Introduction: Think, Prep, Sketch

  • Jonathan C. Roberts
  • Christopher J. Headleand
  • Panagiotis D. Ritsos


There are many situations when you need to plan and think through a range of different ideas, strategies, or courses of action. Often, your task is to find the right tools, or approach for a job and plan a solution to the problem at hand. In other situations is it useful to work through different permutations in your mind and decide which idea is the best to implement. Often though, it is initially difficult to know which design is best and how to proceed. This certainly applies to programmers, when they design and develop visual computer interactive interfaces, or visualisation tools that display big data. In particular, software engineers need often to consider various alternative designs and layouts, before they even think about beginning to program. In this book we present a method that will enable you to contemplate, decide upon and communicate different approaches and ideas. We call it the Five-Designs Sheet methodology, as it is based around sketching alternative designs in five structured sheets. Through presenting this method, we discuss techniques to help you contemplate your ideas, combine them to devise more complex plans and depict them in sketches. These sketches can them be implemented as interface solutions. This chapter covers the main concepts explored in the book and the different skills that we wish you to learn, including: (1) thinking through ideas, (2) preparing to sketch and (3) sketching different ideas and using the Five Design-Sheet methodology for design-thinking.


Unify Modelling Language Mental Image Design Idea Divergent Thinking Deliberate Practice 
These keywords were added by machine and not by the authors. This process is experimental and the keywords may be updated as the learning algorithm improves.


  1. 1.
    Crick F (1996) The impact of Linus Pauling on molecular biology. In: The Pauling symposium: special collections, The Valley Library, Oregon State UniversityGoogle Scholar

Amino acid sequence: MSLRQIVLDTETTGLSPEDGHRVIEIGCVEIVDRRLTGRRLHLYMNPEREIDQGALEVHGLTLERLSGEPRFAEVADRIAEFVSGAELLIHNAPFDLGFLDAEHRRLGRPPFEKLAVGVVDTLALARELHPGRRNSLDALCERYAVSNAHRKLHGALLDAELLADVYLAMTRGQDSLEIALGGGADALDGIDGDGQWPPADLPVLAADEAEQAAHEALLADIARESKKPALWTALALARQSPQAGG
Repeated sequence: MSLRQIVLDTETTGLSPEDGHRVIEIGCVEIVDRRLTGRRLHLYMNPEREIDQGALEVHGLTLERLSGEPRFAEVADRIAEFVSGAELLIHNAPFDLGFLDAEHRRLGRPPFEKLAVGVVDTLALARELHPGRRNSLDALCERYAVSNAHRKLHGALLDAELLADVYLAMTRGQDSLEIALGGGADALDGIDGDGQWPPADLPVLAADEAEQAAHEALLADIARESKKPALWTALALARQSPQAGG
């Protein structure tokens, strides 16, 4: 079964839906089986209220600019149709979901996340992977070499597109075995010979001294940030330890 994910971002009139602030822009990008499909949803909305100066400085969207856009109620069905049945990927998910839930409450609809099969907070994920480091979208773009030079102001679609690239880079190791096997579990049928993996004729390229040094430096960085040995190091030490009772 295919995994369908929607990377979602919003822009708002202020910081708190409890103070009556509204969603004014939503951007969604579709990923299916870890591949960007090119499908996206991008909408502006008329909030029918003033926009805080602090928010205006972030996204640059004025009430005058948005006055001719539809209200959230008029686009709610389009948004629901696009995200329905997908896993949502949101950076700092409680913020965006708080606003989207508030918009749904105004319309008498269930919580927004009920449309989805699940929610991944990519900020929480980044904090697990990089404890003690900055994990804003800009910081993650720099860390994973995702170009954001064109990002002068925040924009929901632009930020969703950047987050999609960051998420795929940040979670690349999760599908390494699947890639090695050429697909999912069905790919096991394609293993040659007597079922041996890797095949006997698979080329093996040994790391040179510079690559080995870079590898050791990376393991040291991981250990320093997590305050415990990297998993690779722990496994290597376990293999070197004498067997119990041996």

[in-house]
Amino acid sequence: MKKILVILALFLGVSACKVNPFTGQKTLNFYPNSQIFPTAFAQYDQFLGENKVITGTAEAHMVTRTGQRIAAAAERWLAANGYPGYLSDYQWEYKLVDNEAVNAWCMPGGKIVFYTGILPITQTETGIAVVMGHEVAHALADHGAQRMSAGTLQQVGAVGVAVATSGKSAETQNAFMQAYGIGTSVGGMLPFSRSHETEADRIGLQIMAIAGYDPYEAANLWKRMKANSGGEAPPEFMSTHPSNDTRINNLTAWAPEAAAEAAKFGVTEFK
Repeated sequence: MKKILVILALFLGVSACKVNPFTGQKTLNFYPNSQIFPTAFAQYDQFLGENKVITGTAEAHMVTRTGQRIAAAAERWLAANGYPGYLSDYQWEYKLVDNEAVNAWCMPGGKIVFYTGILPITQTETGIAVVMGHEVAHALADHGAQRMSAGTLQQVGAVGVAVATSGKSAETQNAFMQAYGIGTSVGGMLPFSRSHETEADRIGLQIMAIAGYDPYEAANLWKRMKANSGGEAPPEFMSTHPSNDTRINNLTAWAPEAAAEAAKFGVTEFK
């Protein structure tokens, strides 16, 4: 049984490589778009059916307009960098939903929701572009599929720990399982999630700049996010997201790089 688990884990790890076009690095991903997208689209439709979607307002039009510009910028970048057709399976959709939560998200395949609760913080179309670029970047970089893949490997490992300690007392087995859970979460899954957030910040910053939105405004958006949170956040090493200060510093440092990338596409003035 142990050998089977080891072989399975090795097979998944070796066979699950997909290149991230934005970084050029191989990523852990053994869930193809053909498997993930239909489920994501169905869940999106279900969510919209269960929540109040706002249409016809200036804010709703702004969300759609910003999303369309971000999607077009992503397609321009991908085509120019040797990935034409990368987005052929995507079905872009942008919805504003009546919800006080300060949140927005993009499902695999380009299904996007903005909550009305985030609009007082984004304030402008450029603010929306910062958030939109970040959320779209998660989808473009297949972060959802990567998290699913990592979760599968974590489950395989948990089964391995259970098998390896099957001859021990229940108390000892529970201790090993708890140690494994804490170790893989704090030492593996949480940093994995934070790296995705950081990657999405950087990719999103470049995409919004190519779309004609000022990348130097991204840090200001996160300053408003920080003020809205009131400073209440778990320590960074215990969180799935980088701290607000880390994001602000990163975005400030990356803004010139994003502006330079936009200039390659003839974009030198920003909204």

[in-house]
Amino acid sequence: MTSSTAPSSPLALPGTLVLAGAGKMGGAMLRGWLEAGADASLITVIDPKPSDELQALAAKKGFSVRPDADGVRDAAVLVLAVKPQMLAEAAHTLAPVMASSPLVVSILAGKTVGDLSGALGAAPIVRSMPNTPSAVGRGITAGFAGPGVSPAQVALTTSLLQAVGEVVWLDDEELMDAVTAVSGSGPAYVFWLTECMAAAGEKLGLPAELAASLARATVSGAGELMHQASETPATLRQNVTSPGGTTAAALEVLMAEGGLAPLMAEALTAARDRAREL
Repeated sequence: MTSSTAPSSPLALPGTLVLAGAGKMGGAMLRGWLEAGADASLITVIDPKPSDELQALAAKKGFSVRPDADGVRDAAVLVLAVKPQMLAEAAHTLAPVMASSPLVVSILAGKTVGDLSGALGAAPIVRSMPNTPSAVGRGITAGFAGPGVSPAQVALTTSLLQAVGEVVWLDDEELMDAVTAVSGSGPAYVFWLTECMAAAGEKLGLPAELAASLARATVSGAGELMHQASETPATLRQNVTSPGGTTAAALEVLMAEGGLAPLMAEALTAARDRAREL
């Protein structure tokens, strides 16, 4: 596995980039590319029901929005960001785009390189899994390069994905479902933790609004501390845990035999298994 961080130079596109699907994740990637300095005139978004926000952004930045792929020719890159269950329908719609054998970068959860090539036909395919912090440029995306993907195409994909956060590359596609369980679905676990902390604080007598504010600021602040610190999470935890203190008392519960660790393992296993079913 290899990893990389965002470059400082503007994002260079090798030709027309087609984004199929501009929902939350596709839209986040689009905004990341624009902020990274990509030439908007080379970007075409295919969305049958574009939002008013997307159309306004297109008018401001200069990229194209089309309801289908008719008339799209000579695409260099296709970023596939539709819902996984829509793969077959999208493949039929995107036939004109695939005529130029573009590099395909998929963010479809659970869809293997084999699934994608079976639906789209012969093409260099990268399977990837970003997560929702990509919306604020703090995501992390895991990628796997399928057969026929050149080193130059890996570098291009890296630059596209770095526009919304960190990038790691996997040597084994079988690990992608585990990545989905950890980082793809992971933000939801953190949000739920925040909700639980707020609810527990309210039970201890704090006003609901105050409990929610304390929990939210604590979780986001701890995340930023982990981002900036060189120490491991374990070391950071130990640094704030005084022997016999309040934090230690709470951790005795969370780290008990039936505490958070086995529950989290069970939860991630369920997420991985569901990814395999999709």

2. 2.
    Ericsson KA, Krampe RT, Tesch-Römer C (1993) The role of deliberate practice in the acquisition of expert performance. Psychol Rev 100(3):363CrossRefGoogle Scholar
  3. 3.
    Gamma E, Helm R, Johnson R, Vlissides JM (1995) Design patterns: elements of reusable object-oriented software, 1st edn. Addison-Wesley Longman Publishing Co., Inc., BostonzbMATHGoogle Scholar
  4. 4.
    Gladwell M (2008) Outliers: the story of success. Penguin, LondonGoogle Scholar
  5. 5.
    Heer J, Agrawala M (2006) Software design patterns for information visualization. IEEE Trans Vis Comput Graph 12(5):853–860. doi:10.1109/TVCG.2006.178 CrossRefGoogle Scholar
  6. 6.
    Kahneman D (2011) Thinking, fast and slow. Farrar, Straus and Giroux, New YorkGoogle Scholar
  7. 7.
    Rettig M (1994) Prototyping for tiny fingers. Commun ACM 37(4):21–27CrossRefGoogle Scholar
  8. 8.
    Roberts JC, Headleand C, Ritsos PD (2016) Sketching designs using the five design-sheet methodology. IEEE Trans Vis Comput Graph. doi:10.1109/TVCG.2015.2467271 Google Scholar
  9. 9.
    Roberts JC, Ritsos PD, Badam SK, Brodbeck D, Kennedy J, Elmqvist N (2014) Visualization beyond the desktop–the next big thing. IEEE Comput Graph Appl 34(6):26–34. doi:10.1109/MCG.2014.82CrossRefGoogle Scholar
  10. 10.
    Rumbaugh J, Jacobson I, Booch G (2005) The unified modeling language reference manual, 2nd edn. Pearson Higher Education. Boston, United States.Google Scholar
  11. 11.
    da Vinci L (2005) Da Vinci notebooks. Profile Books, England, UK.Google Scholar

Copyright information

© Springer International Publishing AG 2017

Authors and Affiliations

  • Jonathan C. Roberts
    • 1
  • Christopher J. Headleand
    • 2
  • Panagiotis D. Ritsos
    • 1
  1. 1.Bangor UniversityBangorUK
  2. 2.University of LincolnLincolnUK

Personalised recommendations